Dina, her nose to the window, searches for wild horses but sees only a farmer up to his knees in water.

All around, blathering gathers momentum. There must have been a downpour .. Ah it’s nothing. It happens all the time ...

An old fellow mumbles. I’m on the senior pass, by the way. I remember all sorts – I remember killings along the border. I remember the ballrooms and everyone cycling near or far, and the carry-on in hay sheds after the dances, always the risk of getting a girl pregnant, even if you didn’t intend to.

Into this babble comes Annabel’s mother. She is flustered.

“Did you see her?”

Bill and Dina say no in unison. Bill is thinking malfeasance. He fears Dina may cry, Dina who loves children. People never knew much. Before, they supplemented facts with beliefs, and it is into this thicket of beliefs that doubt and suspicion have more recently crawled.

“It won’t be long now,” the loudspeaker drones. The passengers grow giddy with anticipation.

They say it’s worse elsewhere ... mountains sticking up ... and a few hardy souls on them, waiting ...

“Edgeworthstown,” the loudspeaker says. “Take a good look. You will notice there are few locals left.”

“Maria Edgeworth once lived nearby,” Bill says. Annabel’s mother does not hear him. If Annabel were here, she would want to know more. Dina places a hand on the mother’s arm.

“You looked everywhere?” Bill asks. She nods without conviction. Bill and Dina exchange glances. There is, they know, a new thing called inevitability. Not so much a thing, Bill likes to explain, more a state of mind.

On they go. There is the kind of anticipation with which children once regarded trips to Disneyland. The countryside beyond Edgeworthstown is nondescript. There are rushy fields and electric fences and boreens along which generations strove to humanise their small piece of the planet. There are casual animals and occasional cars and along the roads some fine houses built by contemporary hopefuls bettering themselves.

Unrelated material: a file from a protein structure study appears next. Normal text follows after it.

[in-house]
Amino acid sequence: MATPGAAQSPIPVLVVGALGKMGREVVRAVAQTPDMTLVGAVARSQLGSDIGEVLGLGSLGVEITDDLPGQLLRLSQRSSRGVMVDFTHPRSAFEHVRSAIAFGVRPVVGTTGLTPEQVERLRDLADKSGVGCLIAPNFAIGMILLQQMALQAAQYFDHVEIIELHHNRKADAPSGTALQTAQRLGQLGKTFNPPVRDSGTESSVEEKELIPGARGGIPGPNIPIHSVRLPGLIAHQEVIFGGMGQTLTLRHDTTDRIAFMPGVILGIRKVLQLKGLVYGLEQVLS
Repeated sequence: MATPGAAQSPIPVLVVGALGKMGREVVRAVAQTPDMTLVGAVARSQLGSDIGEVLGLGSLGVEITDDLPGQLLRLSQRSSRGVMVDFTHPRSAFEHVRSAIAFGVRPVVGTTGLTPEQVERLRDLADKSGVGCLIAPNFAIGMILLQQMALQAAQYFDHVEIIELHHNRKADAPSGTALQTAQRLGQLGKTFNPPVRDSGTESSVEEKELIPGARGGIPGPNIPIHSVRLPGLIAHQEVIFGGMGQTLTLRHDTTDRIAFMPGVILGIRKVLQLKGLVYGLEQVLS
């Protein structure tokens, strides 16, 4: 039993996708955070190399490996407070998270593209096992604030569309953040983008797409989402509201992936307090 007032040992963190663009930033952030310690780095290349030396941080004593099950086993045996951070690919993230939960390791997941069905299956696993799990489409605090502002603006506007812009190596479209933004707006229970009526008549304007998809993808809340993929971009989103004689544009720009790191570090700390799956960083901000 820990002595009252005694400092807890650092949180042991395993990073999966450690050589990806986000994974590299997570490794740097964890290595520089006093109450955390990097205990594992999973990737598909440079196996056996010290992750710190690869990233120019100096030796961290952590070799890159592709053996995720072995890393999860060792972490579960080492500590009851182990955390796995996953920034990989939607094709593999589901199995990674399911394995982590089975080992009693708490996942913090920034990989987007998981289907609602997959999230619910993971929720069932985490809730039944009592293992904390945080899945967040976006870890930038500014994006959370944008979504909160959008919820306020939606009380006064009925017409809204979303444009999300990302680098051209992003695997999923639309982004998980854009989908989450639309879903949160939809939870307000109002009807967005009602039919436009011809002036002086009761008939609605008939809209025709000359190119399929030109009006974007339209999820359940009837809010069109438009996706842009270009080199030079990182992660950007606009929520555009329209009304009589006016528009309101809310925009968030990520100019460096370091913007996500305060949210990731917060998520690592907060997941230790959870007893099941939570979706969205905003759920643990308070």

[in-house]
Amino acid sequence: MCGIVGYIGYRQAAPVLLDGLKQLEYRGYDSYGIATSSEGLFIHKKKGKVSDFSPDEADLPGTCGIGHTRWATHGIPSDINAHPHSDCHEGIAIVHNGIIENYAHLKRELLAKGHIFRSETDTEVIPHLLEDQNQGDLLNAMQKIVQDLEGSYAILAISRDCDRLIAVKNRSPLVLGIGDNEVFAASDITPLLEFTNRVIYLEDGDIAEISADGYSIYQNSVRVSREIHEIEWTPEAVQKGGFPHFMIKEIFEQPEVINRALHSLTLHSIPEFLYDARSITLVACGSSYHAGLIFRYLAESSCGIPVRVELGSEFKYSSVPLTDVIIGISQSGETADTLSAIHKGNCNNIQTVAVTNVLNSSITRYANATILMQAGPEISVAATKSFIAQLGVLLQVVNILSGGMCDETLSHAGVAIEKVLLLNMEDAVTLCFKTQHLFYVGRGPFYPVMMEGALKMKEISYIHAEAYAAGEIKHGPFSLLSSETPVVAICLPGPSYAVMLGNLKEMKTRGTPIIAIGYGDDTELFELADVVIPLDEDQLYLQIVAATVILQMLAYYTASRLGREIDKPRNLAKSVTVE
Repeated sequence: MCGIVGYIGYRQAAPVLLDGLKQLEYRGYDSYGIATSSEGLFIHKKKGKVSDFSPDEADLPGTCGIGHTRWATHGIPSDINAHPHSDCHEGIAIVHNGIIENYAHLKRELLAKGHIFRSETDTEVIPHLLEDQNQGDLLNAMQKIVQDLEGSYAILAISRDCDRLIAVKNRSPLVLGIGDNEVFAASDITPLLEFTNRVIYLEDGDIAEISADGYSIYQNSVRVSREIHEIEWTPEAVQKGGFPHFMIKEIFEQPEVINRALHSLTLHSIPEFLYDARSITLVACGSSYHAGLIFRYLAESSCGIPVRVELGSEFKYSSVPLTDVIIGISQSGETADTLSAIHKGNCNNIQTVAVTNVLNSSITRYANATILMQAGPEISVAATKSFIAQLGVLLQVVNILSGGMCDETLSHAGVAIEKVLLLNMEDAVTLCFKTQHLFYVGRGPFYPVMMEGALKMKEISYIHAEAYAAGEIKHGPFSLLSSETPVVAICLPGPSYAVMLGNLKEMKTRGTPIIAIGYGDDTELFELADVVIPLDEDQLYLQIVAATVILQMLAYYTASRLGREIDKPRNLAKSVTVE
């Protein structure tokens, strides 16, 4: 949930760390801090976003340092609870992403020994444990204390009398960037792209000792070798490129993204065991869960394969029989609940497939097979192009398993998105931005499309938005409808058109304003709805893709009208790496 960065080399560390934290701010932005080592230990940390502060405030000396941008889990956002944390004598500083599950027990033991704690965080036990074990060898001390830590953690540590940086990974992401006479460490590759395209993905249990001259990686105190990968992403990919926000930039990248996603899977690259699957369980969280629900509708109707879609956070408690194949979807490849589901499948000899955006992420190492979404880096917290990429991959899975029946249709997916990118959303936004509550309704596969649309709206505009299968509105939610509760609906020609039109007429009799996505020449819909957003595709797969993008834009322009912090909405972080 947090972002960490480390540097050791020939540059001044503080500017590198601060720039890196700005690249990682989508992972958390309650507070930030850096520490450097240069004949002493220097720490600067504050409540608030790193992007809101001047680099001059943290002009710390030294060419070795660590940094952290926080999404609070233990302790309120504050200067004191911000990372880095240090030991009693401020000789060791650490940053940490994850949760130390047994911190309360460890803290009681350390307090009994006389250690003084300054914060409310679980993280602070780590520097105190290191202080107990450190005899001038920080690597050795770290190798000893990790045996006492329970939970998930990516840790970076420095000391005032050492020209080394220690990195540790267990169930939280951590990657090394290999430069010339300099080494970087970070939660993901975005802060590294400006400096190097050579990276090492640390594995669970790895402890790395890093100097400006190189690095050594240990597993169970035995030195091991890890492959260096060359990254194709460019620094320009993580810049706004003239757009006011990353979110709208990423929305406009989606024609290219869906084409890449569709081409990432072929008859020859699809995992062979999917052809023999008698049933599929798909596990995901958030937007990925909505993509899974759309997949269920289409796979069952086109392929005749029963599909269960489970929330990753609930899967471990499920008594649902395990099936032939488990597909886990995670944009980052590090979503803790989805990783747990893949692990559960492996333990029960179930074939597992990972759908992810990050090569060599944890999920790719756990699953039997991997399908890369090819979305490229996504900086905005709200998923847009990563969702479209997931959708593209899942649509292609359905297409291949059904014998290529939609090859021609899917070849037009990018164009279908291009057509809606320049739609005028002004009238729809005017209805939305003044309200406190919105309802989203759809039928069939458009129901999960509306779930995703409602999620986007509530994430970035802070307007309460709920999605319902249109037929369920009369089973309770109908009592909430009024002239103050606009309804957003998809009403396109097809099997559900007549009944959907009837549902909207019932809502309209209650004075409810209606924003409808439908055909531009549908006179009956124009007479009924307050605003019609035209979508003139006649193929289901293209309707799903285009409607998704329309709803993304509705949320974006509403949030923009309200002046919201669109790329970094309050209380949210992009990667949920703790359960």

There it is!”

It is the Atlantic Ocean. A few miles outside Edgeworthstown. At first the vista could pass for a mirage, but the crawling train ineluctably bears down on reality.

That water stretches all the way to America, the passengers say breathlessly. It poured in fiercely when backs were turned. It’s a mile away. Now half a mile. It looks so white, they say.

... They say half the country is gone ... It seems the island tilted and then keeled over ... I’ll tell you. It’s about currents gone astray. And snow from the poles ... But there are no poles left ... Sure, there are, it’s just that there’s no snow on them, it turned to water and came flowing down the globe and then took a left-hand turn into Connemara ...

Don’t move until the train stops.” Now it is a hundred metres; now fifty.

“It’s surprisingly calm,” Bill says. “I was expecting breakers like Salthill or Donegal. If that water hit us from the other direction, Dublin would be history.”

The mother stands without ceremony, leaves.

“These things don’t just happen. Cause and effect still count.”

“Did it mean something?” Dina asks. “That je ne regrette thing?”

“It might mean something, but did it make sense?”

“Everyone off,” the loudspeaker says.

... You’d think they ought to say something. Explain, like. How it happened, like ...

There is a screeching of brakes, like iron on iron. The pilgrims are pushing, shoving. Young ones help the elderly out. Into a field. There are two sets of tracks, grassy and weedy stretching away amid loose stones and the water lapping a few feet ahead.

And don’t forget, the earth is round, there is a curvature. But look, pal: you’re looking at the ocean and it’s flat ...